Even with difficult boss battles, the reward of defeating them is what makes the challenge that is Dark Souls worth it.

This game is famous among the gaming community for being extremely difficult with the only way to progress being to simply “git gud.” However infuriating it might sound, this game succeeded because just as that catchphrase suggests, with hard work, practice, and skills players are able to advance in the game thus making the anger felt in fighting infuriating boss battles seem like nothing compared to the overwhelming feeling of accomplishment once you defeat them.

So as a result, it appears like a challenge for Edge of Tomorrow to replicate this same feeling without tiring the audience. The actions on screen are completely out of control, and all we’re left to do is stare and hope Cage doesn’t fail or else we’ll be brought back to the beginning.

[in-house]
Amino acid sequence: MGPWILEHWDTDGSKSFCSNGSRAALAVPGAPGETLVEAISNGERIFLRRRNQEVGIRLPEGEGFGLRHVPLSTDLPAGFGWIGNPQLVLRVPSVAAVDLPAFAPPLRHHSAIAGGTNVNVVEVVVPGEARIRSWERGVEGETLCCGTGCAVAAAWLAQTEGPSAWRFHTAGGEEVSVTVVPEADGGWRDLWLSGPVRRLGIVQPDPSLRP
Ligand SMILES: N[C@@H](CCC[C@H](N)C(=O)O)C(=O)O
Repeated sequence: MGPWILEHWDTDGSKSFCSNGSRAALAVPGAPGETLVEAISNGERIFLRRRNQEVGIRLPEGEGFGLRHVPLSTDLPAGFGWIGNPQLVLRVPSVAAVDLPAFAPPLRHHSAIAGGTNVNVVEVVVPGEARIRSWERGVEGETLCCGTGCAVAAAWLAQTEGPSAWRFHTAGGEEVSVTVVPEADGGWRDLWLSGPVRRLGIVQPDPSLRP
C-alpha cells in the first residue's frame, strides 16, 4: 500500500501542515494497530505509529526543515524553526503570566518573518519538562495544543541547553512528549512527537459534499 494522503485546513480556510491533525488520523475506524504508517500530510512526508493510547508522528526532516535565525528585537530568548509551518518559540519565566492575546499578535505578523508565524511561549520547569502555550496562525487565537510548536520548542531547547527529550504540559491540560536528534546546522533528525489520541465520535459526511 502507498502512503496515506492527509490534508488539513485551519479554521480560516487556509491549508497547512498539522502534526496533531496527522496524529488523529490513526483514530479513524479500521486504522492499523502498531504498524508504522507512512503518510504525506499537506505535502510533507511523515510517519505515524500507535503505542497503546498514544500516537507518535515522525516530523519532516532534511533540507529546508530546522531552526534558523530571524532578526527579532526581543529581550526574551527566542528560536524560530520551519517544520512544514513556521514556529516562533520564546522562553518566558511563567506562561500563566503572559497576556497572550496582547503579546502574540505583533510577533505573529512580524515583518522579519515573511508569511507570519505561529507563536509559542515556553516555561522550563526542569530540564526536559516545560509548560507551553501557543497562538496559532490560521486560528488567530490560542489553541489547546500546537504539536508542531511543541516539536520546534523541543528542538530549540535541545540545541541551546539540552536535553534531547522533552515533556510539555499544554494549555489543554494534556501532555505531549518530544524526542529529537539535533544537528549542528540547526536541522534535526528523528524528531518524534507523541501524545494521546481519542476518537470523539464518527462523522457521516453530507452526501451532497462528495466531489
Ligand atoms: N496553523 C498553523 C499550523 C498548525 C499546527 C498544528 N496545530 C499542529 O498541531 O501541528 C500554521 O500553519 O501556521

However, even with these worries of boring the audience, I believe Edge of Tomorrow was able to bring the same struggle and joy of “restarting” in games to the audience through many different and unique storytelling techniques.

Succeeding in the Time Loop

For the first third of the movie, we are stuck watching Cage struggle and fail to advance in the story. He continues to die on the first attack on the beach, and we’re just left to see his failed attempt to move forward.

This might sound tedious to watch, but on the contrary it was made enjoyable with some minor yet important techniques.

 The first and most important comes to the editing of these sequences. The quick, short, and fast-paced cuts between each of Cage’s attempts keeps viewers invested in the film even with it’s repetitive nature. We are focusing all of our attention on keeping up with Cage’s attempts to succeed, and with each failure we can laugh or groan in slight frustration, ready for Cage to try again.